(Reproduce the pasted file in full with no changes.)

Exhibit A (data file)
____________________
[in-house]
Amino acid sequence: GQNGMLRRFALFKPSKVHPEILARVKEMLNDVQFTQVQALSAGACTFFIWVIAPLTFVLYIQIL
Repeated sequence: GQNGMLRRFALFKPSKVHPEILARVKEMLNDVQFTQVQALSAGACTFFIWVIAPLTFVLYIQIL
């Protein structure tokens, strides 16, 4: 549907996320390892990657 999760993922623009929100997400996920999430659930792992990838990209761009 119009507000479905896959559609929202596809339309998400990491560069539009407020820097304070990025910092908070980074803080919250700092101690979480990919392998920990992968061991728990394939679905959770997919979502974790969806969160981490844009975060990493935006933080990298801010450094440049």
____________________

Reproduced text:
[in-house]
Amino acid sequence: GQNGMLRRFALFKPSKVHPEILARVKEMLNDVQFTQVQALSAGACTFFIWVIAPLTFVLYIQIL
Repeated sequence: GQNGMLRRFALFKPSKVHPEILARVKEMLNDVQFTQVQALSAGACTFFIWVIAPLTFVLYIQIL
């Protein structure tokens, strides 16, 4: 549907996320390892990657 999760993922623009929100997400996920999430659930792992990838990209761009 119009507000479905896959559609929202596809339309998400990491560069539009407020820097304070990025910092908070980074803080919250700092101690979480990919392998920990992968061991728990394939679905959770997919979502974790969806969160981490844009975060990493935006933080990298801010450094440049």